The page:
Holiday bargain hunters hit the Web in record numbers Monday, reflecting the growing shift in consumer preference for mobile over mall shopping.
Cyber Monday, traditionally a big online shopping day for people back to work after Thanksgiving, was on pace to hit $3 billion in sales for the first time, according to Adobe Systems Inc. That would be a 12% jump from the same day last year and follows a 14% increase in online sales on Thanksgiving and Black Friday.
Increasingly, holiday shoppers turn to their smartphones and laptops rather than trek into stores.
“Consumers love the convenience, and it’s gotten easier to find exactly what you love online,” said Virginia Morris, vice president of global consumer and innovation strategy at Daymon Worldwide, a retail consulting and research firm.
During the Thanksgiving weekend, 103 million people shopped online compared with 102 million who went to stores, the National Retail Federation said.
Although online sales are rising, spending in bricks-and-mortar stores on Thanksgiving and Black Friday clocked in at $12.1 billion, down slightly from $12.3 billion a year ago, according to ShopperTrak.
Many shoppers are like Oladipo Williams, 38, who tried Black Friday shopping for the first time last week at a Wal-Mart store on Crenshaw Boulevard. But the sales representative for Gold’s Gym was annoyed by the thick crowds and said he’d rather stick with shopping on the Web.
“I get my feet up, remote control in one hand and the cellphone in the other,” the Ladera Heights resident said. “It’s way better.”
Monday online shopping was so brisk that some customers experienced delays while browsing or checking out on several websites, including Wal-Mart and Target.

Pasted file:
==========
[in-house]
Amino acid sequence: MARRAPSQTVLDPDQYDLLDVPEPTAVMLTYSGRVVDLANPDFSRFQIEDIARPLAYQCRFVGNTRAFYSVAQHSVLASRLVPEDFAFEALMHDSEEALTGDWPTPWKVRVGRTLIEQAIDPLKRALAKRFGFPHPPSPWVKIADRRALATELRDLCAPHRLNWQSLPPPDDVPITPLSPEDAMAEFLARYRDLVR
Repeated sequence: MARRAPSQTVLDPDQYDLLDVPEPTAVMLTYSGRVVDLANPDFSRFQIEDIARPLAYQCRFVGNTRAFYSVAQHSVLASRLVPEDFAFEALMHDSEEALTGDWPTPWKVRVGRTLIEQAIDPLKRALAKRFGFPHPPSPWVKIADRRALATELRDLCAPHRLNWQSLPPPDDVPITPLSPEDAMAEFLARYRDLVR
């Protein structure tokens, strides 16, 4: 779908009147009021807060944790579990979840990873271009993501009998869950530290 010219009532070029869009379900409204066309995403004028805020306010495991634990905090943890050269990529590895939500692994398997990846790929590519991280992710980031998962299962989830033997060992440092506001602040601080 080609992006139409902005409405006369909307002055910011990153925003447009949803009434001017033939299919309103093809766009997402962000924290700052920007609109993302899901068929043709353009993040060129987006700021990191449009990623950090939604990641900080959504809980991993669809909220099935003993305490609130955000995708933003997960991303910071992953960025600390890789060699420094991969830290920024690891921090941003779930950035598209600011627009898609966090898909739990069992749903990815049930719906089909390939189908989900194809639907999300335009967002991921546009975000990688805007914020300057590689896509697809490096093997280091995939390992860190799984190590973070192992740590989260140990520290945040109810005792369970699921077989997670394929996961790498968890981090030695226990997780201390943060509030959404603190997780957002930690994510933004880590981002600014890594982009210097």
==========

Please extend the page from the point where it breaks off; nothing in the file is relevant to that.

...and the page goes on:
When shoppers logged onto the Target website, some saw a screen asking them to “hold tight” as high traffic was causing delays. Target said customer visits were twice as high as during its busiest day ever but that the site was not down.
Gilbert Diaz, manager of the Target store in Eagle Rock, said he’s seen shoppers previewing the chain’s online deals while waiting to get inside when doors open Thanksgiving night.
“More guests are shopping by phone,” he said.
Adapting quickly to shoppers who think nothing of buying presents on their smartphones will be crucial to winning the holiday season, when retailers can haul in up to 40% of their annual revenue, analysts said.
The National Retail Federation forecasts that sales during November and December will climb 3.7% to $630.5 billion, slightly below the 4.1% growth in the same period last year.
The trade group said that 25% to 30% will use their mobile devices to shop on Cyber Monday, up from about 4% just five years ago.
From Thanksgiving through Sunday, 32% of online sales were made on a mobile device, with 20% from a phone and 12% from a tablet, according to Adobe, which based its analysis on more than 125 million visits to more than 4,500 websites. Online orders were $135.25 on average, an increase of 4% from last year.
“The holiday season continues to evolve … as shoppers continue to engage with retailers in new and different ways,” said Matthew Shay, president of the National Retail Federation.
That evolution has included a stretching of the holiday season.
Retailers now begin rolling out holiday promotions right after Halloween, compared with years past when Black Friday really kicked off the gift-buying season. Nearly 60% of shoppers started their holiday spending before Thanksgiving, the highest proportion ever reported, the National Retail Federation said.
The longer shopping season has not only eaten away traffic on Black Friday, but also apparently Cyber Monday. Although sales will hit all-time highs, the number of consumers who planned to browse online Monday was forecasted to be 121 million, down from 126.9 million a year ago, the National Retail Federation said.
“There is going to be less importance on specific days as you see this extended calendar continue,” Morris said.
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